“The most important kind of freedom is to be what you really are. You trade in your reality for a role. You trade in your sense for an act. You give up your ability to feel, and in exchange, put on a mask. There can’t be any large-scale revolution until there’s a personal revolution, on an individual level. It’s got to happen inside first.” Jim Morrison’s words ring in the head as you watch Geeli Puchhi, Neeraj Ghaywan’s short in Ajeeb Dastaans. It is incredibly hard to slot the film because it is gloriously messy, much like reality. Caste, class, gender, sexuality — our identity is often a melting pot of these aspects. However, we rarely see narratives that explore intersectionality in such impressive detail, let alone make for an effective commentary on social power and its hierarchy.
A few days ago, I stumbled upon a Twitter hot-take on why young men resist feminism. The post reasoned that men, especially younger men, tend to be anti-feminist because they have grown up thinking that they would get to enjoy the ‘perks of patriarchy’ in their prime: that ‘they would have a submissive wife they can control’. But women are retaliating, even dismissing this idea completely. This ‘gap’ is crucial because it often ends up defining the male gaze that sets the standards for what a woman should aspire to, how she should love, or even merely exist.
Mainstream language tells us, ‘Men are generic, women are special.’ Men are thought to be the ‘default form of humanity’, while women are a specific subcategory. Mankind, for example, refers to all of humanity, but womankind is just women. There are several manifestations of this around us, but in cinema, there’s one in particular. It’s how when a character isn’t defined by their gender, by default, the character turns out to be male.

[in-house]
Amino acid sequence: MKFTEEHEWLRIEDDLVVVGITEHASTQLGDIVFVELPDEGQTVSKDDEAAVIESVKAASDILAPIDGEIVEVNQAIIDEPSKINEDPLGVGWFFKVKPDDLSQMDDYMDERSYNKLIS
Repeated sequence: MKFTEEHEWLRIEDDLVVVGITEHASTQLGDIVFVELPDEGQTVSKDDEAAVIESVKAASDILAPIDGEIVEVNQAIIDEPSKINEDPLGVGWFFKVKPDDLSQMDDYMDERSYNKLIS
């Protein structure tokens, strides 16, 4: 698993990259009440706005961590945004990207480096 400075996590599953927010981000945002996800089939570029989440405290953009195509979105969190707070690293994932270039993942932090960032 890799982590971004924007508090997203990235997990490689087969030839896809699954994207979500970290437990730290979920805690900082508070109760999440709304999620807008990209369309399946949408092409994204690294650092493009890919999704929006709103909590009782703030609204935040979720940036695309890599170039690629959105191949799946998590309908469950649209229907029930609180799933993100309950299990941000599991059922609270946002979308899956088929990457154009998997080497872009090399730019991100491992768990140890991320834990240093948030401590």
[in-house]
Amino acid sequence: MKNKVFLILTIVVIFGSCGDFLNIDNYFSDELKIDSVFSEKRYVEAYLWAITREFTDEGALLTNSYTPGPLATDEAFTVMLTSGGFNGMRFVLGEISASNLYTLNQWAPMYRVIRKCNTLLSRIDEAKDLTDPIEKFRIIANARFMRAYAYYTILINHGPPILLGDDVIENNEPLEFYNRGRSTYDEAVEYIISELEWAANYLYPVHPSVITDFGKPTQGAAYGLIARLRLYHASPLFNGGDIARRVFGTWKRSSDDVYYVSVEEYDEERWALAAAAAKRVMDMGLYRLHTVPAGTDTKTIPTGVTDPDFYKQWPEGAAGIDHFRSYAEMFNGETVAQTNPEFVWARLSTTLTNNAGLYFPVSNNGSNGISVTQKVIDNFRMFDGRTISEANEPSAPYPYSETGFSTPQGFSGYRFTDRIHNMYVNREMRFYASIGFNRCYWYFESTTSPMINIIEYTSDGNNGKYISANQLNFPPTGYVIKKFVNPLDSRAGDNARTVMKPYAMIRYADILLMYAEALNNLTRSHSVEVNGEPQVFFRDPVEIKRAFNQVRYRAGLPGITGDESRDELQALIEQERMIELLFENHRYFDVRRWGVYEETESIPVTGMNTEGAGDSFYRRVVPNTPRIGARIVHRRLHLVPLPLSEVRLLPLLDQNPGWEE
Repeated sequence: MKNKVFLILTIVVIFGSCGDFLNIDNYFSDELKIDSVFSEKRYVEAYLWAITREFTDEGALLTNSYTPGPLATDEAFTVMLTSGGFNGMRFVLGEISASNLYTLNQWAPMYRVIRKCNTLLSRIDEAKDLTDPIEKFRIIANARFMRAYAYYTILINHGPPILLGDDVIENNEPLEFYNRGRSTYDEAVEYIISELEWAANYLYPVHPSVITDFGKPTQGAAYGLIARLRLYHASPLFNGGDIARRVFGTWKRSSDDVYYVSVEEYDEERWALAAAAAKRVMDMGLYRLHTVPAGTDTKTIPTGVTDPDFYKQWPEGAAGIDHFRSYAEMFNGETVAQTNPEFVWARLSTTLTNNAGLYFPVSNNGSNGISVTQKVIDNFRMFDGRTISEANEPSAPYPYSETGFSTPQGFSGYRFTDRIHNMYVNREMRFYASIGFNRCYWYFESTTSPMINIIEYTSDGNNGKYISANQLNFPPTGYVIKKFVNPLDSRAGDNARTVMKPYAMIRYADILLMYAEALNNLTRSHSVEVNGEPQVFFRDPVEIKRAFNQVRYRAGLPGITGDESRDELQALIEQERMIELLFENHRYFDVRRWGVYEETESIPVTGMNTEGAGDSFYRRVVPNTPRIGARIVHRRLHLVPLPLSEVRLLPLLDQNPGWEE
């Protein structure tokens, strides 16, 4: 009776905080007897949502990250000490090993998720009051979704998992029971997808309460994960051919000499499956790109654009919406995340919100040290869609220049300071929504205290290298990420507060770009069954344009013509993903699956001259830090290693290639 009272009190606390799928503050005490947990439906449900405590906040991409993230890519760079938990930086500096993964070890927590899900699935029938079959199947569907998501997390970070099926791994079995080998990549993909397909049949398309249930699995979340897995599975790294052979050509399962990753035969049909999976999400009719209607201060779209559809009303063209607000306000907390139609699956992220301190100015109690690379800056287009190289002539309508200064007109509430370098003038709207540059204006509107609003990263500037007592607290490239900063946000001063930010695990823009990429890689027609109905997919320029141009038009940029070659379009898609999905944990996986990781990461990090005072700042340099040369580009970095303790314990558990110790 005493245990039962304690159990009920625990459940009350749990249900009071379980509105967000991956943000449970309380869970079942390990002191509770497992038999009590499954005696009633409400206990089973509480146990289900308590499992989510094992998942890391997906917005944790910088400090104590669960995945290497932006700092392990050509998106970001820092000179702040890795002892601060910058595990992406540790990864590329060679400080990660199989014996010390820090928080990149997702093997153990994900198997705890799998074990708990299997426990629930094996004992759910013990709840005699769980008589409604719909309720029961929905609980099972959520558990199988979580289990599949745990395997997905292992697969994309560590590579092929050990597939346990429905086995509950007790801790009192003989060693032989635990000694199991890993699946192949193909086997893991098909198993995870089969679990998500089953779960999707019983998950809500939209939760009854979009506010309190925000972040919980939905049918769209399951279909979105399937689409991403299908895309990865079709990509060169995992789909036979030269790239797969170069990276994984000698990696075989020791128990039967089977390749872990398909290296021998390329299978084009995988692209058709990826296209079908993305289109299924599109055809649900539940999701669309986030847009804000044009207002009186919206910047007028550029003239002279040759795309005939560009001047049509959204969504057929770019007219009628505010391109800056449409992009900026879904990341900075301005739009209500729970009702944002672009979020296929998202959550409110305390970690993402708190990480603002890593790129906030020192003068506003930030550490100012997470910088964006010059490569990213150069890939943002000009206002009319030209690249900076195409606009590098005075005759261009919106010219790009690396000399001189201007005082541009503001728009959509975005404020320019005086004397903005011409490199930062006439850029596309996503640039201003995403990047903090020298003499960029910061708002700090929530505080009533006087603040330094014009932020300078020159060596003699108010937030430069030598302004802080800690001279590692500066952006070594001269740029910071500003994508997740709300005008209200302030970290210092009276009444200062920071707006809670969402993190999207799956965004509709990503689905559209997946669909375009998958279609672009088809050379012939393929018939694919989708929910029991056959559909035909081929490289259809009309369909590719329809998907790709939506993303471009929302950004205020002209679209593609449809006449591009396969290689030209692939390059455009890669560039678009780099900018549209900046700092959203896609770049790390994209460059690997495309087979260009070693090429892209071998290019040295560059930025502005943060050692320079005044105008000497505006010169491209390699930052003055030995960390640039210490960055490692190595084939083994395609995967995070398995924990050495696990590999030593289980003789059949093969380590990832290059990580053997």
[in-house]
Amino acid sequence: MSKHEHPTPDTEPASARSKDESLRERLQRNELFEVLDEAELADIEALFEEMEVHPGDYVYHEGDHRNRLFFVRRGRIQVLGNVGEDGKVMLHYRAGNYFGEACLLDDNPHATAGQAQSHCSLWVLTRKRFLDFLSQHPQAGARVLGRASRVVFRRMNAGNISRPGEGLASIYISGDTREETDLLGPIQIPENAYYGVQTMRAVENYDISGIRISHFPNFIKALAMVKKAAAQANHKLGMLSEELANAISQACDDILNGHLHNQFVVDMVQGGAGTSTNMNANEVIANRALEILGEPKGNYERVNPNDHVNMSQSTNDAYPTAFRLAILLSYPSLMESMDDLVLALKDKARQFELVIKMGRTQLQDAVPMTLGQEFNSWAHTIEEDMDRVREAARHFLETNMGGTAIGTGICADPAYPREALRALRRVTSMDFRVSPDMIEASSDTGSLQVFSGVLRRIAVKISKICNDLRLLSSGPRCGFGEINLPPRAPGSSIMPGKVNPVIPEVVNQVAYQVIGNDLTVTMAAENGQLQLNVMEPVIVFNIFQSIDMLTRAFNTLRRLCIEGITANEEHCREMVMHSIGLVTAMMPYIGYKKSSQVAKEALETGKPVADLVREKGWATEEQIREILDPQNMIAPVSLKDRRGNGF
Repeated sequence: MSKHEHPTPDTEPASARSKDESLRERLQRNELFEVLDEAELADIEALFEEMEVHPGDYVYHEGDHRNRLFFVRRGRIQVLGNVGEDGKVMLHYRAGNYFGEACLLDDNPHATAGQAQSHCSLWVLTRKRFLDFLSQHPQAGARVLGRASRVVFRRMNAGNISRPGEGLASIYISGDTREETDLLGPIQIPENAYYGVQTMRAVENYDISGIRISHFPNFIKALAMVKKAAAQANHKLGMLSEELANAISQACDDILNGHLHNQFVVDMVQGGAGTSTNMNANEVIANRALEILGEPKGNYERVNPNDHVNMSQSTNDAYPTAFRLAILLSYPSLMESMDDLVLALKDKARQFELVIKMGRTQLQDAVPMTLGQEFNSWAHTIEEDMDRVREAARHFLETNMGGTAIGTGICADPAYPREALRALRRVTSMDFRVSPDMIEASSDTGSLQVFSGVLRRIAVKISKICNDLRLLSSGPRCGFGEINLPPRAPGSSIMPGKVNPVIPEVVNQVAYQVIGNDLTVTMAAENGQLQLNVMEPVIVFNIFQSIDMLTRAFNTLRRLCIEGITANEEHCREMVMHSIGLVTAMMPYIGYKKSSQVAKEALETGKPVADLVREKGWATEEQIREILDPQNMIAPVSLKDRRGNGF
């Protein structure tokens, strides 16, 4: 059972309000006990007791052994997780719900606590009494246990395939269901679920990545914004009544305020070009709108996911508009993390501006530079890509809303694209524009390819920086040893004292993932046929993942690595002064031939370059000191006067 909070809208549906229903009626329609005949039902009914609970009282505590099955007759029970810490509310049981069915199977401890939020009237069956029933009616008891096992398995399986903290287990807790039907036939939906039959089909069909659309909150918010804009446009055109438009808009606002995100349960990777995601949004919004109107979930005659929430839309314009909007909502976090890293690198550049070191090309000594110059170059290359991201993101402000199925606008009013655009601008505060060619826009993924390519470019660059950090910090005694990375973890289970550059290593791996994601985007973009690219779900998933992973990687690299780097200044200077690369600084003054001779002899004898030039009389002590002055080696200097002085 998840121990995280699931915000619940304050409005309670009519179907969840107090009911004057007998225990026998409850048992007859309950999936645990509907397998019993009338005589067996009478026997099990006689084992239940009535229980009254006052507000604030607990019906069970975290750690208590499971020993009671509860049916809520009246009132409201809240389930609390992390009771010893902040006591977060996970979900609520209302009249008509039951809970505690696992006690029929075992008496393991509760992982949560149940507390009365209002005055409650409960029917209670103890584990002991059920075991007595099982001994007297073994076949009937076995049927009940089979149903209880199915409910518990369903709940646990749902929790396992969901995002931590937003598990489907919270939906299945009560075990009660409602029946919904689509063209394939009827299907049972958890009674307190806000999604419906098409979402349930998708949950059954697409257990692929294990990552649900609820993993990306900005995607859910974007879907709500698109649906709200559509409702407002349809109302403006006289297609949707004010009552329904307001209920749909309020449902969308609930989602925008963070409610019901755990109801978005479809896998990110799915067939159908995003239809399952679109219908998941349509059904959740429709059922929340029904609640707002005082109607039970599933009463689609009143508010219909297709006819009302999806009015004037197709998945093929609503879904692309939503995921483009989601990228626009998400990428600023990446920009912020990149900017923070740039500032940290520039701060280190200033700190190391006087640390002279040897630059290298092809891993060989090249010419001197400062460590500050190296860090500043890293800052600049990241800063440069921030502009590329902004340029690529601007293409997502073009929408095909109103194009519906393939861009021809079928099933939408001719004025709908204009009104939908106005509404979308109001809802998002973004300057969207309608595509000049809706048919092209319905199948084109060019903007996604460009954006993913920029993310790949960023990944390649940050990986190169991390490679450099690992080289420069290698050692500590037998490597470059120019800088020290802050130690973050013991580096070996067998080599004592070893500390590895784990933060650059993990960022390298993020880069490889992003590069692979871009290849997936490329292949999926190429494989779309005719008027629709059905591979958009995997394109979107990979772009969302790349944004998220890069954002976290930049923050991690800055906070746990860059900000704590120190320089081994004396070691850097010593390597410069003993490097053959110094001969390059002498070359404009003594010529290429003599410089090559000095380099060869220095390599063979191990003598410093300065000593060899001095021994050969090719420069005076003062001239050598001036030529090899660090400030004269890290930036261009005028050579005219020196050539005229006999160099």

Why are women-centric films thought to be ‘offbeat’? Why does having a female director/technician/producer always become an extra-talking point? Women directors and producers have been in existence since 1930s, but what about the status quo still makes it so novel? Netflix has become an interesting player in this space, in looking to level the gender field. More than 50 percent of its Indian original films have had female protagonists (Choked: Paisa Bolta Hai, Bulbbul, Guilty, Chopsticks, Soni, Lust Stories, Gunjan Saxena: The Kargil Girl), and have been backed by several women filmmakers and technicians, debutantes and seasoned. What about the digital space makes it conducive for women?
Last night, I visited Manderley again… because Netflix decided to remake the classic, Rebecca. The story originally written by Daphne du Maurier is one of a young woman dazzled by a rich, broody widower, Maxim De Winter, she meets in Monte Carlo. She rushes into a marriage with him only to realise that he is still living in the past, haunted by the memory of ex-wife Rebecca. My first experience with Rebecca was Alfred Hitchcock’s Oscar-winning 1940 film adaptation of the same name. Swooped into Manderley, the new wife finds it hard to shake off the evocative presence of Rebecca; she struggles to bear the weight of Rebecca’s legacy which lives on, thanks to the efforts of Mrs. Danvers, the faithful housekeeper.